From 1964 until 1989 LMP had an independent stipendiary incumbent, the Revd. Cox. He was followed by stipendiary incumbents; the Revd Michael Dunn  and the Revd Graham McNamee. 

In 1981 after considerable further debate, there was a period of about five years when it was a united benefice with All Saints & St Peters. After that Little Malvern Priory had its benefice restored.

The present incumbent, Revd. Canon Eric Knowles, has now served the Priory for 29 years. Our Lay Patron is the owner of Little Malvern Court, Mrs Alex Berington, who is an Anglican who is a member of the PCC and loyal supporter of the church.

The Church building and Churchyard

In the choir stalls there is 13th century oak, which is protected by regular waxing. There is other historical woodwork including the rood screen. The East window holds glass of European significance, and much of the remainder of the glasswork in the Priory is of substantial historical importance, as are the floor tiles in the chancel.

The nave contains fixed pews and the font is at the West end. The choir was extensively repaired by the Berington family in 1864 after its roof collapsed.

There is a small single-storey entrance porch / foyer built in 1964, which was crowded by the inclusions of displays of historical photographs and artefacts for the interest of visitors alongside notice boards and leaflet stands. It has recently been substantially tidied and de-cluttered.

Off that there is a useful utility / flower room and toilet. The cupboards and worktop in the utility room have recently been restored and enhanced.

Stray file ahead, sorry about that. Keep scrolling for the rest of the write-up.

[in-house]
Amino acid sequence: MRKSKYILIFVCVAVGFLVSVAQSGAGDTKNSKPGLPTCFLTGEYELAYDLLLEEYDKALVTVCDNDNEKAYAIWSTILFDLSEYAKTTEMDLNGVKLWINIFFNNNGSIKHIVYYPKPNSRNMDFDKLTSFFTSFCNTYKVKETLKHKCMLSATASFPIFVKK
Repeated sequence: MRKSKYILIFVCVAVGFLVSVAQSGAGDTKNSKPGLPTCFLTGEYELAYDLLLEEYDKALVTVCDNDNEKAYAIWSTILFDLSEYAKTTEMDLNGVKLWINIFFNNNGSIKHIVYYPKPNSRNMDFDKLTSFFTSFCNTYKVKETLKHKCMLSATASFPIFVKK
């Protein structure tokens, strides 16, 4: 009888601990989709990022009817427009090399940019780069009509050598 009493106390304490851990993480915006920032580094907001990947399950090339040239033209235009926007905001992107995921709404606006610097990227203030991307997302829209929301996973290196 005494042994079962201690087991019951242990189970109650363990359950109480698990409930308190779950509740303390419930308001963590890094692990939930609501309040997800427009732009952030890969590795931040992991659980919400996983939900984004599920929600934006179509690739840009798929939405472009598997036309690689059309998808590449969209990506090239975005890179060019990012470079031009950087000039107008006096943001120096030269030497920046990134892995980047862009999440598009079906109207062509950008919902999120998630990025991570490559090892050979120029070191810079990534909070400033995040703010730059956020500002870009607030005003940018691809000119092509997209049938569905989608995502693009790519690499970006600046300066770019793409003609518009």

There is an access door from the Court into the porch.

A defibrillator is kept in the boiler room off the porch.

The medieval floor tiles in the chancel had long been noted as part of the historical fabric of LMP, but it has only recently been realised that they may be of national significance. The Diocesan Advisory Committee was therefore invited to give advice on their care, and the British Museum was contacted. It was unaware of the LMP tiles and has asked for a photographic record of them.

The Church and Churchyard are surrounded by the lands of Little Malvern Court. The path from the North door of the church runs North to the entrance on the A4104. On the opposite side of that road is a car park belonging to the Court, which Mrs Berington allows to be used for Church services and other functions. There are signs at the car park entrance to Little Malvern Priory and Court.

Burials and interments of ashes still take place in the churchyard, which is maintained in a good state by volunteers.

Ministerial Support

The present incumbent, Revd. Canon Eric Knowles, has now served the Priory for 29 years. (He is sometimes referred to in documents as the Vicar or the Chaplain.) He and his wife Valerie live in their own home in Malvern.

The stability afforded to LMP by Eric’s long service has been a great blessing